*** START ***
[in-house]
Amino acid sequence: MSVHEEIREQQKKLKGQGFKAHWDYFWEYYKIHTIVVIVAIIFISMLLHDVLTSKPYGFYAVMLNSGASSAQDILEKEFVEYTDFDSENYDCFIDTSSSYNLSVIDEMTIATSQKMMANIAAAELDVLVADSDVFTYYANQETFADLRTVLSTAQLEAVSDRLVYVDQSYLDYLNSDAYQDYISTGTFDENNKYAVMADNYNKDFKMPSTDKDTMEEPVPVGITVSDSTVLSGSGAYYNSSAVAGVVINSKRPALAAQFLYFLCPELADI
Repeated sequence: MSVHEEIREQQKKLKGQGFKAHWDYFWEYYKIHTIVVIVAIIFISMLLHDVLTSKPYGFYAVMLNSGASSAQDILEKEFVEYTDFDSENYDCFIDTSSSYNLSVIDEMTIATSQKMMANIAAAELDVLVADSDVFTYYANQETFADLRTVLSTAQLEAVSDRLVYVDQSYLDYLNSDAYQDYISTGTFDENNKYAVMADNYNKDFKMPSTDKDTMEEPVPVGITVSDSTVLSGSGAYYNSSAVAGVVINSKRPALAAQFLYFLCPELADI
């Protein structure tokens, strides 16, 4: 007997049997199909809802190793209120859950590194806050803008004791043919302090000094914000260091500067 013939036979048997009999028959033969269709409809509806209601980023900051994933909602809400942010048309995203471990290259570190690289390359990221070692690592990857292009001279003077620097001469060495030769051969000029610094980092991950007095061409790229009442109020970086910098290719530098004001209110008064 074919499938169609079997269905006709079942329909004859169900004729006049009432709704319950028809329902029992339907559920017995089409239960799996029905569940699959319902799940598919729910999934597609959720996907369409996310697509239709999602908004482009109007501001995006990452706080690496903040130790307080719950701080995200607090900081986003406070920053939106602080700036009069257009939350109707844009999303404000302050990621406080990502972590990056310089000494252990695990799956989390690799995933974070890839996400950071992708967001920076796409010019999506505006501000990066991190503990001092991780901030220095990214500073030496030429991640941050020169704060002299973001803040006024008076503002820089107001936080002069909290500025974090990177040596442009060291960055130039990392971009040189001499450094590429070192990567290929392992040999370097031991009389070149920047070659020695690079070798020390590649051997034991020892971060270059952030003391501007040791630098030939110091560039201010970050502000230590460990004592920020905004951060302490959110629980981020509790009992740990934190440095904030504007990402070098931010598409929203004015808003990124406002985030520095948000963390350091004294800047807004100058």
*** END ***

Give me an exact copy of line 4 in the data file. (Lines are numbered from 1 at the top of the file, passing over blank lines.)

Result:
């Protein structure tokens, strides 16, 4: 007997049997199909809802190793209120859950590194806050803008004791043919302090000094914000260091500067 013939036979048997009999028959033969269709409809509806209601980023900051994933909602809400942010048309995203471990290259570190690289390359990221070692690592990857292009001279003077620097001469060495030769051969000029610094980092991950007095061409790229009442109020970086910098290719530098004001209110008064 074919499938169609079997269905006709079942329909004859169900004729006049009432709704319950028809329902029992339907559920017995089409239960799996029905569940699959319902799940598919729910999934597609959720996907369409996310697509239709999602908004482009109007501001995006990452706080690496903040130790307080719950701080995200607090900081986003406070920053939106602080700036009069257009939350109707844009999303404000302050990621406080990502972590990056310089000494252990695990799956989390690799995933974070890839996400950071992708967001920076796409010019999506505006501000990066991190503990001092991780901030220095990214500073030496030429991640941050020169704060002299973001803040006024008076503002820089107001936080002069909290500025974090990177040596442009060291960055130039990392971009040189001499450094590429070192990567290929392992040999370097031991009389070149920047070659020695690079070798020390590649051997034991020892971060270059952030003391501007040791630098030939110091560039201010970050502000230590460990004592920020905004951060302490959110629980981020509790009992740990934190440095904030504007990402070098931010598409929203004015808003990124406002985030520095948000963390350091004294800047807004100058």